Comics, scientific illustration & sleeping insects

What do scientific articles have in common with comics?

Well, they can both use arrangements of images to convey ideas.

Abstract comics expert Andrei Molotiu inspired me to keep an eye out for their overlapping approaches. He gave compelling examples of how “natural, physical phenomena can be structured by human activity to seem to echo, or be echoed by, abstract comics. For example, visual records of various scientific processes are usually arranged for publication in sequential art form”.

This is not only true for abstract comics — abstract forms that morph, meet, grow outward or shrink over time; it also happens in more figurative depictions. Image arrangements can suggest the movement of time, or can represent a kind of mosaic that gives an overview of different situations.

In two lovely studies about sleeping behaviours of bees and ants I learned that not only do insects sleep, they may also dream.

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A sequence that shows how an active bee (A) becomes a sleeping bee (D): time moves on as you ‘read the panels’.

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A ‘mosaic’ that shows different states of ant activities: awake and asleep. A contrast-and-compare puzzle. Note the differences in antennae and mouth. A dozing fire ant queen sleeps with her mouth open and antennae slightly raised; a queen in deep sleep has her mouth closed and antennae folded inward. When her antennae start to quiver in deep sleep, it may be a sign that she’s dreaming — kind of like rapid eye movements in larger dreaming animals, such as humans.

Knowing this, insects become ever-more mysterious yet relatable at the same time. These types of studies blow my mind, and also provide good starting points for how to convey aspects about these little lives through visual narratives. Yep, there is a comic in the making here.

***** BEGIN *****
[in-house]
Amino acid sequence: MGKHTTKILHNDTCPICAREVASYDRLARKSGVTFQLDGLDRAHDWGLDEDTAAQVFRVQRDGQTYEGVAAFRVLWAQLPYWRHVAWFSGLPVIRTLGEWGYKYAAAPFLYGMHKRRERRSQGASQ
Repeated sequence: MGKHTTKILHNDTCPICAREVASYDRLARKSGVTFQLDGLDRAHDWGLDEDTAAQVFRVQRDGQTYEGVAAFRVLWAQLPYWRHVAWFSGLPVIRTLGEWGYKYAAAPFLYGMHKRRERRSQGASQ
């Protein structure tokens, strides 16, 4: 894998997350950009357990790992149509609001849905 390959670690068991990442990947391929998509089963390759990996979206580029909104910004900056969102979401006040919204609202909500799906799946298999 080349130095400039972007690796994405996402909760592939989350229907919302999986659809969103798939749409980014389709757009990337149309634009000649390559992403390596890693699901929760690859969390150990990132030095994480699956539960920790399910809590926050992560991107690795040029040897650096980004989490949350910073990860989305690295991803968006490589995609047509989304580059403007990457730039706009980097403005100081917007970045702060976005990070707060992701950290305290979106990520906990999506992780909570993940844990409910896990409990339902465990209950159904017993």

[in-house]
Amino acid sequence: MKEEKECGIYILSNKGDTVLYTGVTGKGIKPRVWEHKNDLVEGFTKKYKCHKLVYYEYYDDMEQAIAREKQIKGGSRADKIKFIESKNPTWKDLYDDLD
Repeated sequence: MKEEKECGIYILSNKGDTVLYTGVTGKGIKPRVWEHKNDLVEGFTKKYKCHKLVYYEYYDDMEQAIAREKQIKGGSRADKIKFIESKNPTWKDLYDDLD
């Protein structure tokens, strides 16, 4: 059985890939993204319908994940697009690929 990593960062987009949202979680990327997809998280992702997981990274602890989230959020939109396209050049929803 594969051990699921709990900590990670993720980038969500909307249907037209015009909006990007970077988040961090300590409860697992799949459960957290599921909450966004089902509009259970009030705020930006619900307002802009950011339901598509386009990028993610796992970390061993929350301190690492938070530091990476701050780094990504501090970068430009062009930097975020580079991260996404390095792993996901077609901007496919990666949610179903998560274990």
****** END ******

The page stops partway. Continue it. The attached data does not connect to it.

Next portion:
Secret traditions: visit the flower before you die

I notice a lot of bumblebees resting or napping in flowers. They also seek out flowers as a resting place shortly before they die. A flower might give some food and shelter from the elements, but is it enough? Might the bees have additional reasons for choosing the flower as a resting place?

Could it be that they find some kind of peace, comfort, or pleasure in the soft, colourful, fragrant shapes of the flower?

Thinking along these lines, it almost sounds like a religious, spiritual or cultural tradition….

and so, she disappears into the light.

You might think all of this sounds crazy, but there is some serious research looking into questions of beauty and the sensory perceptions of nonhumans, including insects (eg. as discussed here). There is even research that asks if animals might have culture or folklore.

I’m fascinated by the idea that animals can have aesthetic preferences. That they know beauty. Not (or not only) because it serves some kind of function (like an indicator of health, vigour or nutrition), but just because there are things they feel attracted to — which are not always explicable. Why is something beautiful to you? Beauty is elusive to humans, too. 

a final drink

To me, it makes sense that we should no longer think of insects as automatons that just carry out tasks and respond mechanically to their surroundings. Instead, we can think of them as agents who experience the world in multi-sensory ways, and are attracted (or repulsed) to the smells, textures, colours and shapes around them.

Beauty, a dialogue between perceiver and perceived. 

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My thoughts are inspired by feminist writers Hustak & Meijers — this is a good read:

Hustak, C. & Myers, N. (2012) Involutionary Momentum: Affective Ecologies and the Sciences of Plant/Insect Encounters. d i f f e r e n c e s: A Journal of Feminist Cultural Studies 23 (3), doi 10.1215/10407391-1892907